Mudbound

Review by David Jenkins @daveyjenkins

Directed by

Dee Rees

Starring

Carey Mulligan Garrett Hedlund Jason Mitchell

Anticipation.

Director Dee Rees made big waves with her 2011 feature debut Pariah.

Enjoyment.

The filmmaking here is a thing of consummate beauty.

In Retrospect.

A slow and brutal burn, but worth it for the devastating finale.

Two men return from war only to be confronted by racism in Dee Rees’ vital and sprawling American epic.

The expansive scope of Dee Rees’ third feature, Mudbound, is a spectacle to behold and cherish. It offers burning proof that cinema can be employed to capture the grand sweep of history and the slow, grinding tectonic plates of “progress” without the aid of swelling budgets, intricate special effects and armies of extras. This pulverisingly sad historical saga is ripped from the pages of Hillary Jordan’s 2008 novel which centres on a plantation in the Mississippi Delta throughout the 1940s, dividing its objective eye almost 50/50 between the upwardly mobile white landowners and the dirt-poor black household who live on and work the fields.

From the outset, Rees’ coolly majestic film displays all the trappings of a handsome prestige picture purpose built for the awards set, though it’s not long before a deeper, more lyrical work blossoms. As its story develops, we are allowed access to the inner monologue of most of the key players. These aren’t direct portals into the mind that offer instant emotional insight, more literary musings on life, the world, religion, family, economics and conflict. The wistful poetics of Terrence Malick’s Days of Heaven instantly spring to mind as a transcendental touchstone.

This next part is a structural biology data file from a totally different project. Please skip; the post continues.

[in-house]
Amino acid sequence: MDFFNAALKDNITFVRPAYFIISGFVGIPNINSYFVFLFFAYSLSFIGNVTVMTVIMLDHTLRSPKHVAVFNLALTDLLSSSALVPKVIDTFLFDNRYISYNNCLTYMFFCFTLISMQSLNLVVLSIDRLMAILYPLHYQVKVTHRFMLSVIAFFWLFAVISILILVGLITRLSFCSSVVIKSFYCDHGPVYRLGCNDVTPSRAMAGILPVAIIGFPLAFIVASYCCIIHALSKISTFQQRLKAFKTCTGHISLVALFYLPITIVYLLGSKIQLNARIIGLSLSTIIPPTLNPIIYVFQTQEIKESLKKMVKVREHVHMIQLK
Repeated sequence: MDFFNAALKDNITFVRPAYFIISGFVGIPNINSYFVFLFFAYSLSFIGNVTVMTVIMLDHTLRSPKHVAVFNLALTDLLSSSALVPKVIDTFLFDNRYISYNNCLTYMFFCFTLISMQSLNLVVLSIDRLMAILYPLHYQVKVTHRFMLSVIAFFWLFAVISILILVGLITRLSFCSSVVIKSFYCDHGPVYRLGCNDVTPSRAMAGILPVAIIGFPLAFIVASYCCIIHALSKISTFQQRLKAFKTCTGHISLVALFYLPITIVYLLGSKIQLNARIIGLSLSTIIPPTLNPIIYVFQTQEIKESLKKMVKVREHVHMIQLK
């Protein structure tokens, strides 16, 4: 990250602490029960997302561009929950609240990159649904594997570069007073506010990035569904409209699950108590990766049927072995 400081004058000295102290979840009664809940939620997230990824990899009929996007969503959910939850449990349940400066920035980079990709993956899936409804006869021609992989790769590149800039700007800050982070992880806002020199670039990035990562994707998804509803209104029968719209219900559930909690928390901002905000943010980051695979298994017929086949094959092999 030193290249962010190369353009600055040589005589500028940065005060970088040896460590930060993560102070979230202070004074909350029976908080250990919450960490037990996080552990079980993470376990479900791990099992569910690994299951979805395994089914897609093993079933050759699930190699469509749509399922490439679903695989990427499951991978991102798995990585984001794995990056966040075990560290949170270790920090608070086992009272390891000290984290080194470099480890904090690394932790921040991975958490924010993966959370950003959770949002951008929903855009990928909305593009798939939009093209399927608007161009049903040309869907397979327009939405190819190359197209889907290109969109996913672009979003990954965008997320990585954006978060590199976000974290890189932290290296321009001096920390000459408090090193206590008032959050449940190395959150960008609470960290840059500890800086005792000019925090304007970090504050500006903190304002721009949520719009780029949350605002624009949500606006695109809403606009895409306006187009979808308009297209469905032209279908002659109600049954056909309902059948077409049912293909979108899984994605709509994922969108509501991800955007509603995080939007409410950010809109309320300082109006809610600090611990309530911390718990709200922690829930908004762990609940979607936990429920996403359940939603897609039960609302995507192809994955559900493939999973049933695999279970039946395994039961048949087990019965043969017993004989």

Brothers Henry and Jamie McAllan (Jason Clarke and Garrett Hedlund) are seen digging a pit in the driving rain. They discover a skull in the ground, and Henry says they have to start again, as his father can’t be buried near a slave grave. Henry’s wife Laura (Carey Mulligan) enters the fray, and everyone looks nervous and a little contrite. Black farmer Hap (Rob Morgan) and his family trundle by in a cart, and he sends an icy glare to Henry when asked to help lower the coffin into the ground. The film flashes back to build out the earth-shattering context for this strange, awkward set-to.

The Jim Crow south remains a hotbed of persecution and hatred, and it transpires that the McAllans find themselves split between the attitudes of Henry’s hardcore racist pappy (Jonathan Banks) and a desire to transcend this antiquated and evil system of oppression. The Jackson clan do their best to keep their heads down. They make sure that their cordial relationship with the McAllans never develops into something that may eventually cause them harm.

Mary J Blige is extraordinary (and unrecognisable) as Florence Jackson, the only character able to see the shifting of cultural sands. She speaks in muted, husky tones, perhaps knowing that darkness lurks ahead. Her stripped-back performance is spellbinding, as she imbues the stock “strong” matriarch character with a persistent sense of helplessness and suppressed longing.

Mudbound feels unique in its drive to place issues of race against a broader backdrop of global historical events. Jamie and Ronsel Jackson (Jason Mitchell) head to Europe to fight the war, and even though they come back changed men, they find a country that has been preserved in sticky, opaque amber. They witnessed blood being spilled in the name of freedom, and can’t comprehend why the fervour to preserve a society fuelled by compassion rather than contempt doesn’t yet exist at home. Rees works the material slow, hard and long, and so it’s only when you reach the closing chapter that her brilliant MO is fully realised.

Published 17 Nov 2017

Tags: Carey Mulligan Dee Rees Garrett Hedlund Jason Mitchell

Anticipation.

Director Dee Rees made big waves with her 2011 feature debut Pariah.

Enjoyment.

The filmmaking here is a thing of consummate beauty.

In Retrospect.

A slow and brutal burn, but worth it for the devastating finale.

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